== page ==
You should not breastfeed if you smoke.

It is better to smoke and breastfeed than to smoke and give your baby formula. I would, however, highly encourage parents to quit smoking, for their health and the health of their children. Read Breastfeeding and Cigarette Smoking for more information, and for help quitting, read Tips to Help Parents Quit Smoking (and Stay Quit).

You have to pump and dump if you drink any alcohol.

“Current research says that occasional use of alcohol (1-2 drinks) does not appear to be harmful to the nursing baby.” Read more at Kellymom. Please be sure to practice safe cosleeping habits – do not sleep with baby if you have been drinking.

You have to pump and dump if you are getting certain medical procedures (CAT scan, MRI, etc.) or taking certain medications.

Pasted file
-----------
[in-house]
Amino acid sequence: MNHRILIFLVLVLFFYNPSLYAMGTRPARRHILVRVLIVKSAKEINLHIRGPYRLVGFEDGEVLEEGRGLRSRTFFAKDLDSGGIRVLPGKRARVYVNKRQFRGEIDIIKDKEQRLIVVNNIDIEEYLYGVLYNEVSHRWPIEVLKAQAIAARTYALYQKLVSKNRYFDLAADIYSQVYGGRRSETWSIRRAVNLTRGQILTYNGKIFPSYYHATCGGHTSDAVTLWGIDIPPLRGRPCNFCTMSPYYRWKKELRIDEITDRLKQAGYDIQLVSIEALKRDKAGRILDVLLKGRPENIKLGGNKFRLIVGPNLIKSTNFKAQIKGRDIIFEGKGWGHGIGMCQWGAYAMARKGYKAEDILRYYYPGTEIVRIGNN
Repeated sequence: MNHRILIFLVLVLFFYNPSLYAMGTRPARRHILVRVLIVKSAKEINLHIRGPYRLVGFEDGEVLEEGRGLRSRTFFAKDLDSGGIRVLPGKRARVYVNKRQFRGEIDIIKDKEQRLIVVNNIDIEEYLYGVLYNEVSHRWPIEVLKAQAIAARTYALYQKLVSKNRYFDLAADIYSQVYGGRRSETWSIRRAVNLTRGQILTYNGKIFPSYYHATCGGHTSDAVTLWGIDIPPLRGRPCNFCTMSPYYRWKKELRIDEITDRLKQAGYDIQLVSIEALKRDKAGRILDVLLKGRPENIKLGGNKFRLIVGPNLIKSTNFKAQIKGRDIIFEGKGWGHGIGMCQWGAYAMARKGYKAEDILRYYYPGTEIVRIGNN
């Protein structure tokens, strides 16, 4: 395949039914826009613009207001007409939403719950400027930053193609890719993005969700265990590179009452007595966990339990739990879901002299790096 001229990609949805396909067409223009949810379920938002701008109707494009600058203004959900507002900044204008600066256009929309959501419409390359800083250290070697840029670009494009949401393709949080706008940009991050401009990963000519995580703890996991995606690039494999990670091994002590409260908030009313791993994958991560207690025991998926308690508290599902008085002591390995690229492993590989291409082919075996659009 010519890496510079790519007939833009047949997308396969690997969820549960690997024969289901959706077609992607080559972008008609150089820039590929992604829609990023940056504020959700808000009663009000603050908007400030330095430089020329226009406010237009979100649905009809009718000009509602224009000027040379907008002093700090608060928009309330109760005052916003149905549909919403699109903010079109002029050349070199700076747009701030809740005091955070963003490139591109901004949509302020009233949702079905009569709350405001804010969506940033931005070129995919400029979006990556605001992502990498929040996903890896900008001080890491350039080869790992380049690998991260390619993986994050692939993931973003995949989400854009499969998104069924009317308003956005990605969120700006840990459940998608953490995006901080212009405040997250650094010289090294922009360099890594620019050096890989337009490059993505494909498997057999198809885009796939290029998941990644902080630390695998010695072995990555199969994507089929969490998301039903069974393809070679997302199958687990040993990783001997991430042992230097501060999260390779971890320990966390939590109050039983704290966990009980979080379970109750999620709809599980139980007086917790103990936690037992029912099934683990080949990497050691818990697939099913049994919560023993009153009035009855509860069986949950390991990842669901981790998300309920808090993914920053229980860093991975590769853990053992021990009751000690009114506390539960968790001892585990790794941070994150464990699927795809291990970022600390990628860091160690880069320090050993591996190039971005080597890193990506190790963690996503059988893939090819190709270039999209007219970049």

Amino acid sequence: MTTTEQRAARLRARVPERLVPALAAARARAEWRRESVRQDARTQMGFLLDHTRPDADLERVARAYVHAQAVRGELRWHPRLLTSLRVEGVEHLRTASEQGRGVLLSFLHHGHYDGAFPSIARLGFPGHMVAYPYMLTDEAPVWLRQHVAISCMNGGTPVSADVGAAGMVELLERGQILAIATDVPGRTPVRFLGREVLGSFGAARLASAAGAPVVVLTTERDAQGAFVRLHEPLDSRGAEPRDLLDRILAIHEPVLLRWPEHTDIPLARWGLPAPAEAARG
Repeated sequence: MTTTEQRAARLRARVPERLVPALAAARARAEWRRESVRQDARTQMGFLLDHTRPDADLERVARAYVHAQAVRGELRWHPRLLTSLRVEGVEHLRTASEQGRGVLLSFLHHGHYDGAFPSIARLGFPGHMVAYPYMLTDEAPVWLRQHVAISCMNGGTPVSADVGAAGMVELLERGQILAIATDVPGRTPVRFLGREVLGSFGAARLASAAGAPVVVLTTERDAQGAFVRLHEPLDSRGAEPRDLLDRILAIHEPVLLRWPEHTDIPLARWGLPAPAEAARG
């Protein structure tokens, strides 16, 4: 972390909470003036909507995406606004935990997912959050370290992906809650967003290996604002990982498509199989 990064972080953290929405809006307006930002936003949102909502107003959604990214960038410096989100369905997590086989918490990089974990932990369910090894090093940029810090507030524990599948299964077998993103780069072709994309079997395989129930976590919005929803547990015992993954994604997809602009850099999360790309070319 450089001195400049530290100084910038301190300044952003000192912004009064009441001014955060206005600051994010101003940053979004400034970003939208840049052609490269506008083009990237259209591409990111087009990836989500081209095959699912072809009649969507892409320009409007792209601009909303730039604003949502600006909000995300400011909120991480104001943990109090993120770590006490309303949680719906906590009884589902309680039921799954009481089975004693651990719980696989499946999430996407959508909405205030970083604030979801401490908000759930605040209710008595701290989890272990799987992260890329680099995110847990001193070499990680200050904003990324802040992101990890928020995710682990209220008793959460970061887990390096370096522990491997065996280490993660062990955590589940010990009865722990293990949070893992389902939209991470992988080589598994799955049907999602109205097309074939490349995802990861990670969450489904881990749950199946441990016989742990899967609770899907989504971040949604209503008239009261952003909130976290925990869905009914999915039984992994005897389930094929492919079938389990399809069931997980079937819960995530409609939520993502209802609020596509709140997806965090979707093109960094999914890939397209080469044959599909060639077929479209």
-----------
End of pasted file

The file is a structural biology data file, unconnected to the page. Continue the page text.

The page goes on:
If you have to take a medication or undergo a medical procedure, you must do your own research on what safety precautions to take as a breastfeeding mother. The majority of doctors, techs and other medical professionals do not receive continuing education on breastfeeding at all, much less on the potential effects of medications on breastfeeding. Find an LC who has a copy Hale’s Medications and Mothers’ Milk: A Manual of Lactational Pharmacology. Read about my experience at Medical Tests and Medicines: Beware of Breastfeeding Booby Traps.

Breastfeeding prevents you from having a satisfying sex life.

Breastfeeding and cosleeping do not mean that you have to forfeit sex for the next 18 years. Your sex life can, in fact, be even more fulfilling, because you may be forced to become more creative. This article may be helpful for you if you are experiencing a decrease in your libido.

Breastfeeding mothers must eat a certain diet.

While it is true that breastmilk is dependent on the mother’s diet, mothers do not need to have a “perfect” diet in order to give their babies the ideal food. Read more about why no formula is better than breastmilk at From Karo Syrup to Goat Milk – The Formulas Change, but the Booby Traps Remain the Same.

You cannot breastfeed while pregnant.